Search results

Your search found 245 items
Previous | Next
Sort: Relevance | Topics | Title | Author | Publication Year View all 1 2 3 4 5
Home  / Search Results
Date: 2018
Abstract: Проблема межнациональной брачности активно обсуждается в научном сообществе в силу самого разного рода причин и в ее рассмотрении существуют самые разнообразные точки зрения. Одна часть исследователей склонна считать, что межнациональный брак разрушает этническую общность, другая придерживается позиции, что смешанный брак способствует знакомству с инонациональной культурой, позволяет формировать принципы толерантности в массовом сознании и поведении людей. В данной статье рассматривается семейно-брачное поведение горских евреев и по результатам эмпирического исследования
установлено, что им характерен консерватизм в данной сфере: большая часть опрошенных подчеркивает значимость этнической принадлежности будущего брачного партнера, при этом, по сравнению с респондентами мужчинами, более традиционны опрошенные женщины. Однако существующие в семейно-брачной сфере установки не свидетельствуют об ориентированности горских евреев на этноизоляционизм, несмотря на усиление ассимиляционных процессов.
Date: 2020
Date: 2022
Abstract: Depuis les étoiles jaunes portées par des manifestants opposés au passe sanitaire jusqu’à l’usage par
certains du pronom « qui » utilisé pour dénoncer la supposée mainmise des Juifs sur les principaux médias,
sans oublier la notion de complot juif remis au goût du jour pour expliquer la pandémie du coronavirus,
l’année 2021 a été marquée par la multiplication d’incidents antisémites. Si de tels faits sont venus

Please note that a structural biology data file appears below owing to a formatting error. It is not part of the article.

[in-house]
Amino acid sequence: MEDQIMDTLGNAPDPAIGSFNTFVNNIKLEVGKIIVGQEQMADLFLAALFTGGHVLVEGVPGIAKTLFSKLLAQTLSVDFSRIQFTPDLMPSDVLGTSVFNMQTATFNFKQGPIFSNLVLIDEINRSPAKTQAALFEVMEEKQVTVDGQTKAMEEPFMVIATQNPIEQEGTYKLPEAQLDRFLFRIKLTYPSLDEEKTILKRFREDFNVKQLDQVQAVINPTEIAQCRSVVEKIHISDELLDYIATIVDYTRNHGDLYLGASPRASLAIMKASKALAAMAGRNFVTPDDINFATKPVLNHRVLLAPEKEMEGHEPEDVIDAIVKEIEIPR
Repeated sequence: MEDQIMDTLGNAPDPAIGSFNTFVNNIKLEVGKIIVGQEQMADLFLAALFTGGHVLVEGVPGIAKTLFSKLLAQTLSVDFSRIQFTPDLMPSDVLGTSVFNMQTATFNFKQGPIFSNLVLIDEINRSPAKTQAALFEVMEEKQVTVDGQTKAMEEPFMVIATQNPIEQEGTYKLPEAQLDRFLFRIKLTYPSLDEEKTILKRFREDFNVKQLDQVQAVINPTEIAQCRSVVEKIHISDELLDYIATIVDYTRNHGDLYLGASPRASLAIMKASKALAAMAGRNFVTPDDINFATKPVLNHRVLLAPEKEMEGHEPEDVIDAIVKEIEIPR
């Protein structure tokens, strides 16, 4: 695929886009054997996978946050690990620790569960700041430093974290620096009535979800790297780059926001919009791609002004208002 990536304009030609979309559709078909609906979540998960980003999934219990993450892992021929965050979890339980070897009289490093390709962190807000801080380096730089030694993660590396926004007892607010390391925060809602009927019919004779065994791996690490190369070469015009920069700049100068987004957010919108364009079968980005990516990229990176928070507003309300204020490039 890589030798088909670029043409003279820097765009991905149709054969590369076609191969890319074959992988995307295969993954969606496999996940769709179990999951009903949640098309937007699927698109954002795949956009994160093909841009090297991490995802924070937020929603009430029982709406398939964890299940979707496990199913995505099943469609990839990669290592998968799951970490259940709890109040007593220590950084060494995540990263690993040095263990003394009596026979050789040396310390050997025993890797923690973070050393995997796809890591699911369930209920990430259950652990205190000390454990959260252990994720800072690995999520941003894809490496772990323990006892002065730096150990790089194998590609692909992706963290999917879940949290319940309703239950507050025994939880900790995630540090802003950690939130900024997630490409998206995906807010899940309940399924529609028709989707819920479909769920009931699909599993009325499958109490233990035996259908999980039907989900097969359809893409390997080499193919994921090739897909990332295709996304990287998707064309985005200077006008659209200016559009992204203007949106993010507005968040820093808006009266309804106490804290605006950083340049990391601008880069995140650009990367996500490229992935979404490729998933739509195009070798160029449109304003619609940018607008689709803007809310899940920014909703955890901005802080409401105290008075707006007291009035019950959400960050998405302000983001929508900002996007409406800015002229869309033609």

rappeler la persistance des préjugés sur les Juifs au sein de la société française, l’histoire enseigne
que l’antisémitisme prospère dans les périodes de crise. Ainsi, près de deux ans après le début de la
crise sanitaire, il nous a semblé essentiel de réaliser une vaste étude pour dresser un diagnostic fin et
dépassionné de ce phénomène.
Quel est le poids des préjugés à l’égard des Juifs dans la société française en 2021 ? La crise sanitaire
s’accompagne-t-elle d’une poussée de l’antisémitisme dans l’opinion publique? Quel regard portent les
Français sur ce phénomène? Dans quelle mesure les Français juifs s’inquiètent-ils des violences les visant ?
Comment ces violences se déroulent-elles ? Pour tenter de répondre à ces interrogations, nous avons
construit un dispositif d’enquête exceptionnel. Exceptionnel par sa taille : nous avons conduit l’enquête
parallèlement auprès de deux échantillons spécifiques – personnes de confession juive, personnes de
confession musulmane – et auprès d’un échantillon global, représentatif de la population française
dans son ensemble, ce dernier permettant de se pencher également sur d’autres sous-catégories de
la population : les Français catholiques, les jeunes, des groupes de Français classés en fonction de leur
zone géographique, de critères socio-économiques, d’affinités politiques ou encore en fonction de leurs